Jeremy S. Cook and Zach Wendt are engineers who enjoy hands-on projects and sharing how technology can impact project design. Jeremy writes for a variety of technical publications. Zach works for Arrow Electronics, a major supplier of Arduino products.
If you have a project that you’d like to take into the real world and actuate physical devices, this normally means incorporating some sort of motor. While many motors run on DC or AC power (like what drives your ceiling fan), stepper motors are a great option if you need precise angular control. Steppers work by controlling electromagnetic coils to make the shaft rotate in a series of steps.
Naturally, stepper motors vary in size and complexity, as well as cost. One of the cheapest and most common ways to get your hands dirty is a 28BYJ-48 stepper motor, a ULN2003A driver board, and an Arduino Nano clone. You’ll need a power source, hookup wire, a mini-USB programming cable, breadboard, and—optionally—a screw terminal board, as pictured in the examples here.
Photo: Jeremy S. Cook
Once you have the needed parts, setup of the stepper motor is fairly straightforward. First, hook wires from four output pins of your Arduino to the driver board. While any set of digital I/O pins can be used, the code linked below runs Arduino pins 2, 3, 4, and 5 to driver inputs 1,2,3, and 4, respectively.
Attach a 5V power supply to the driver, and make its ground common with your Arduino. If you’re a bit of a rule breaker, you may be able to get away with using the Arduino’s +5V and Ground pins to power the servo. This is not recommended though, as it can spike the power beyond what the Arduino is intended to supply.
With this done, go into your Arduino Program and load up the AccelStepper library (available here) or via a search of the Arduino IDE’s library manager. You may notice that Arduino already has a stepper library built in, but AccelStepper produces better functionality.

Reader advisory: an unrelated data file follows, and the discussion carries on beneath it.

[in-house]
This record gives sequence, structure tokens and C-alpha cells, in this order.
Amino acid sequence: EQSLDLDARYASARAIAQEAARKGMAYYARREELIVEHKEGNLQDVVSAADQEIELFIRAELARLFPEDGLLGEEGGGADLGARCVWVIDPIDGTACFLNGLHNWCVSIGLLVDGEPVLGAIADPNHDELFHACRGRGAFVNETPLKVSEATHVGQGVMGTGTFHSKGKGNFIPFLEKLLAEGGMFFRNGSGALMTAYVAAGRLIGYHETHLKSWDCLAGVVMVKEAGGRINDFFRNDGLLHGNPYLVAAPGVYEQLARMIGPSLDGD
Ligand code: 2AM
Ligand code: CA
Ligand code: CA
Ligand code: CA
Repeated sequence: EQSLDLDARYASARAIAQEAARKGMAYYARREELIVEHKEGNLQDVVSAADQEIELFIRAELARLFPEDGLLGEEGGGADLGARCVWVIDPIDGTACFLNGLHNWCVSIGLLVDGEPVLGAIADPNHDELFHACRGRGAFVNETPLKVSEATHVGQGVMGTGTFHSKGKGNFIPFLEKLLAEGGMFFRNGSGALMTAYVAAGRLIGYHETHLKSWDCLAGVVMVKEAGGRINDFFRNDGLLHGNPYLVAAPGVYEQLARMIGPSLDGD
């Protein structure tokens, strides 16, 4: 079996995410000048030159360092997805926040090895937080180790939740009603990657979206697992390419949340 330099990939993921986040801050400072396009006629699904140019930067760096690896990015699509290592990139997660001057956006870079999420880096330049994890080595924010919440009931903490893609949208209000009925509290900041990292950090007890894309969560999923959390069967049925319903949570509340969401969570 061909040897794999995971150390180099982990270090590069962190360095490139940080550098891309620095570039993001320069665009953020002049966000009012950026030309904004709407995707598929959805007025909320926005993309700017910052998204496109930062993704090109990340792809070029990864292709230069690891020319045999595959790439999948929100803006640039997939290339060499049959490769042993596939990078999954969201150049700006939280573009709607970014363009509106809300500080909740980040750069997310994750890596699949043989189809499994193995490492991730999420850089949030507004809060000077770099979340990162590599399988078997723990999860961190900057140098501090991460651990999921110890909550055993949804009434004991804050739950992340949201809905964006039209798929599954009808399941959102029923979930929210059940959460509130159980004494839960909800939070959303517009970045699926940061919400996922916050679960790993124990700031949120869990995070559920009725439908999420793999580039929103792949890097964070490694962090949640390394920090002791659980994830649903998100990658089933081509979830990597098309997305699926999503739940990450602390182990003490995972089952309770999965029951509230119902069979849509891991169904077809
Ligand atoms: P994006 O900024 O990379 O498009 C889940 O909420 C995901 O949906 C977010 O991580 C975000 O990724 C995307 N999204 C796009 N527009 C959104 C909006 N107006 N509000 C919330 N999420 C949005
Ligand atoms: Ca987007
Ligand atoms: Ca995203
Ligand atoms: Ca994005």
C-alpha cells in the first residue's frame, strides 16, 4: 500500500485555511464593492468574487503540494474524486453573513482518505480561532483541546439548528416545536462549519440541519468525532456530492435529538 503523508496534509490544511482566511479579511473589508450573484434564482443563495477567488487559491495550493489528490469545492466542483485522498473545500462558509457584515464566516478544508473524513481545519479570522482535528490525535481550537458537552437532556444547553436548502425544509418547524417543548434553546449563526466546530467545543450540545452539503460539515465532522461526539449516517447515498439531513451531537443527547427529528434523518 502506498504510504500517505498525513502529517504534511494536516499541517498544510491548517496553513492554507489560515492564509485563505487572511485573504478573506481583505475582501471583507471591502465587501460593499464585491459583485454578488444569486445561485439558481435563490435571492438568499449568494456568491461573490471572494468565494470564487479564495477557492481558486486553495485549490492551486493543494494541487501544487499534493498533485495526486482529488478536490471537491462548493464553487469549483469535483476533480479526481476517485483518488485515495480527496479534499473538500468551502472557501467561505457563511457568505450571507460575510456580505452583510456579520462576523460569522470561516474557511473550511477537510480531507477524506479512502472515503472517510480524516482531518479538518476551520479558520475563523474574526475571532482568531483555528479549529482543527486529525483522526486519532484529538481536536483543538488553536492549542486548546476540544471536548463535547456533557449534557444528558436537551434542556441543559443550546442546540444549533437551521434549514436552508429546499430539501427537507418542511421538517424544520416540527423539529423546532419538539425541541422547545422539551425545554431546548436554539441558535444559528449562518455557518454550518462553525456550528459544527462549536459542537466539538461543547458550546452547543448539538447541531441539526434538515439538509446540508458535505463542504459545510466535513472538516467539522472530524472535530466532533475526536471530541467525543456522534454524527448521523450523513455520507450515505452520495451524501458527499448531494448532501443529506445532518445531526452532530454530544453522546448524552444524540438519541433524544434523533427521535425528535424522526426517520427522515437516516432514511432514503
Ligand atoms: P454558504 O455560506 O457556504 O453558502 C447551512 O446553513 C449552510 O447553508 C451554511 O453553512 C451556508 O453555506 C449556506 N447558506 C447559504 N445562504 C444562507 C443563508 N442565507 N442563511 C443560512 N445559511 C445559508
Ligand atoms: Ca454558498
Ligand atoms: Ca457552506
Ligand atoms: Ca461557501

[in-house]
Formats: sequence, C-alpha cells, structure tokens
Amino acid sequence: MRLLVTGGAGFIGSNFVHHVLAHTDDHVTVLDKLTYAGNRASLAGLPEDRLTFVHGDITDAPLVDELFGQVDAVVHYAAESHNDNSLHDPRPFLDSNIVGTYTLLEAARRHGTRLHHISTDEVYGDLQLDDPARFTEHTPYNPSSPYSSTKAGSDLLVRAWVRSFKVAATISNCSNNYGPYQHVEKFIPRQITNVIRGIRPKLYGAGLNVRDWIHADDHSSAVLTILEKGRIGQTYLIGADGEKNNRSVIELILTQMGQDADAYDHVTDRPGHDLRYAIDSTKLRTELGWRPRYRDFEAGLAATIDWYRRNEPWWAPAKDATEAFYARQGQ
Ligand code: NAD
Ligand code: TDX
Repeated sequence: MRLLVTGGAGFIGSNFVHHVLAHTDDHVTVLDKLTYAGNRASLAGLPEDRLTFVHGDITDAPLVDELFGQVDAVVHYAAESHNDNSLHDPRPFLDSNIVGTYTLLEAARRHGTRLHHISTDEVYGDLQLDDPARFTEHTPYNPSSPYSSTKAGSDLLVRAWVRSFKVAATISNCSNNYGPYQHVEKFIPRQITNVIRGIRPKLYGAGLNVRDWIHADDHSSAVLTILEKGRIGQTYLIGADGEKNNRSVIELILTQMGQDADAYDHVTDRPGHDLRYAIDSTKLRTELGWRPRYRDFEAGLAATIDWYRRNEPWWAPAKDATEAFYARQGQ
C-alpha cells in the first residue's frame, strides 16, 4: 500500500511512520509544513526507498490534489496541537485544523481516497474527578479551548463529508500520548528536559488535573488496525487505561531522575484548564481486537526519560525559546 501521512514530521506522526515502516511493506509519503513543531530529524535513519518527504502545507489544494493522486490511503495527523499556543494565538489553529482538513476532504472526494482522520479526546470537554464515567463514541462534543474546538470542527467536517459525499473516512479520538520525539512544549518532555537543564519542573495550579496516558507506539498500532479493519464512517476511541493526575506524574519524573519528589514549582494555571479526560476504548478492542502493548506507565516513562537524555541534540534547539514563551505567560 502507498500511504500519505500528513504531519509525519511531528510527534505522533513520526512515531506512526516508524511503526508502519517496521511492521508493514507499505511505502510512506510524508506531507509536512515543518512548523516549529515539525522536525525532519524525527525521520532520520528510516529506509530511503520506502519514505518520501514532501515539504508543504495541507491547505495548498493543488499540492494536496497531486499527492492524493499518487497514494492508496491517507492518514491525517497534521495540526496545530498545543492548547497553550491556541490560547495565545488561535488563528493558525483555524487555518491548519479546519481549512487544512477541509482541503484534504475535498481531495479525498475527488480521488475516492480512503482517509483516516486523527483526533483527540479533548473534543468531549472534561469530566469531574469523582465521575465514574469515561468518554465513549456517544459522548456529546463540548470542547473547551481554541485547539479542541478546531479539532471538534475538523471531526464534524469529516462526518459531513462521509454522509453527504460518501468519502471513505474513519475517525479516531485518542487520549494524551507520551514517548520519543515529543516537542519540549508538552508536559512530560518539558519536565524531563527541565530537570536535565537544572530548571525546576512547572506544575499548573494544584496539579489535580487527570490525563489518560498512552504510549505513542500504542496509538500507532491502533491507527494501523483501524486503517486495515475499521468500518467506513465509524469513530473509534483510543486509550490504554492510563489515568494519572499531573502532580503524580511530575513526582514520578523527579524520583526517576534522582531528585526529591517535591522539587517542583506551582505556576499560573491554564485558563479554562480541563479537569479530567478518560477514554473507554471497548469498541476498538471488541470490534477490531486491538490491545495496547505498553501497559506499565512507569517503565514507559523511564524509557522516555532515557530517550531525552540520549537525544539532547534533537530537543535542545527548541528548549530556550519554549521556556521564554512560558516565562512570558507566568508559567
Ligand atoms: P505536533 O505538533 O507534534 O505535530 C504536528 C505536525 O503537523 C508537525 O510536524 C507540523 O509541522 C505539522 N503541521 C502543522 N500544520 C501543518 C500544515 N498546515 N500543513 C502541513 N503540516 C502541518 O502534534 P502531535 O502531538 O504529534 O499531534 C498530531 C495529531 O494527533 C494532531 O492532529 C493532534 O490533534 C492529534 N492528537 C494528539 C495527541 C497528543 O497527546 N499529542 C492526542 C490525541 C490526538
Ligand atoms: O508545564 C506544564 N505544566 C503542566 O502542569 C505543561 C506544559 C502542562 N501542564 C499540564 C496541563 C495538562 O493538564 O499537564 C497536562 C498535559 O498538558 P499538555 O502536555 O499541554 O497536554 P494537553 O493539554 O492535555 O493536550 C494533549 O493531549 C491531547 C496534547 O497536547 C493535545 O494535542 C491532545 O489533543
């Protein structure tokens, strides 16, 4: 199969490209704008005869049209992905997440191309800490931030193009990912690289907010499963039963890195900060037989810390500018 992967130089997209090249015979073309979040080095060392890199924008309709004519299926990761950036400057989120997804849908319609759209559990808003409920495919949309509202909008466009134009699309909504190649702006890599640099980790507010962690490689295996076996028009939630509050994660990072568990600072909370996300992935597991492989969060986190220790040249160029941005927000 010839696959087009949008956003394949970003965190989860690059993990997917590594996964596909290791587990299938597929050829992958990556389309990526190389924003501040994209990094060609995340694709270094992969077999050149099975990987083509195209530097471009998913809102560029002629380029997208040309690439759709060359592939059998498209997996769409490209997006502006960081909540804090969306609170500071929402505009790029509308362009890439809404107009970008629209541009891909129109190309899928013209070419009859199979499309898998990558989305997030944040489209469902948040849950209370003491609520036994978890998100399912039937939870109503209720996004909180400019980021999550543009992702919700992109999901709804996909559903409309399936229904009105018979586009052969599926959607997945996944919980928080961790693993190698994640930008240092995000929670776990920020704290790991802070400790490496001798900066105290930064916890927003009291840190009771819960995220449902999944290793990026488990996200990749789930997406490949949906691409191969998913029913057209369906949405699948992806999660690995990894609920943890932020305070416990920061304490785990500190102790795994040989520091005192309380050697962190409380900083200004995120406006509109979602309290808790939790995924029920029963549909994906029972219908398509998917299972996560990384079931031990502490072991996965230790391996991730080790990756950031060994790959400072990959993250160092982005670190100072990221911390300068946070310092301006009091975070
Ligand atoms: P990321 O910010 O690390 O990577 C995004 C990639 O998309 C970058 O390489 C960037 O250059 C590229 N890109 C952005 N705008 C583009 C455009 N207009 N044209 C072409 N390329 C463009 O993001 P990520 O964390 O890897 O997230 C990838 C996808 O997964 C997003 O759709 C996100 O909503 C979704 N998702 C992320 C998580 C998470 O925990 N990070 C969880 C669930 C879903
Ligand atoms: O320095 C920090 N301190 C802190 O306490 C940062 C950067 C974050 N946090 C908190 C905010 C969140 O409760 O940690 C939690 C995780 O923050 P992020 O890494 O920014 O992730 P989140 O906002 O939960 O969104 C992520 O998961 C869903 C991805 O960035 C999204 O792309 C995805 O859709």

Now, load the code found here onto your Arduino, and watch your servo bounce back and forth from one position to another. You can then modify parameters to change the behavior, or even add it to your own code.
What’s Going On?
While getting a stepper running is exciting, it amounts to following a cookbook (Betty Crocker electrical engineering, as you might say). You understand the inputs, the results are “delicious,” but you have no idea how you got the proverbial dough to rise.
Explaining things further, inside of the servo are two coils that produce a magnetic field. One is in the top half of the motor housing, and the other is on the bottom. When current is passed through these coils, each exhibits an electromagnetic force through a series of metallic teeth inside the motor. Depending on the direction that the current travels, the resulting force can either be in the north or south direction.
The rotor—the thing that actually spins—is set up to exhibit the property of four magnetic poles. When each coil is energized in the correct series, it causes the rotor to step through each position, based on the magnet’s pole alignment. When each coil step is energized individually, this is known as a wave drive, since steps 1,2,3, and 4 repeat over and over like a wave, alternatively attracting the proper north and south poles of the rotor.
Another driving method is known as full stepping, which energizes two magnets at the same time to give the motor a much higher torque rating. Half stepping can also be used, and alternates between energizing one and two coils at a time, giving a torque level in between full and wave methods, but allowing for twice the step resolution.
That’s a very quick introduction — this video does a great job of explaining further what’s going on. It should also be noted that other types of servos have different coil and magnet configurations, but all of them use some variation on this principle.
The Hard Way
With the explanation above, it would seem that one could manually cycle through each coil and turn the motor by hand, so to speak. While theoretically possible to physically connect the wires in the proper sequence over and over, you could also code your own driver program. For a wave drive, this would energize coils 1,2,3, and 4 in sequence via pins 2,3,4, and 5, if hooked up on an Arduino, as noted earlier. The stepper driver will take care of amplifying the signal from your Arduino via its transistor array.
If you’re a proficient programmer, coding a wave drive will be a trivial matter, though full step and half stepping might take a little more thought. If, however, you need a little help with the context, this GitHub repository has several examples of manually driving the motor with an Arduino board. How it works is thoroughly explained here.
While other motor types and models are available, stepper motors like the 28BYJ-48 present a great option that can help you get started with this type of automation at a low cost—even if you need more than one!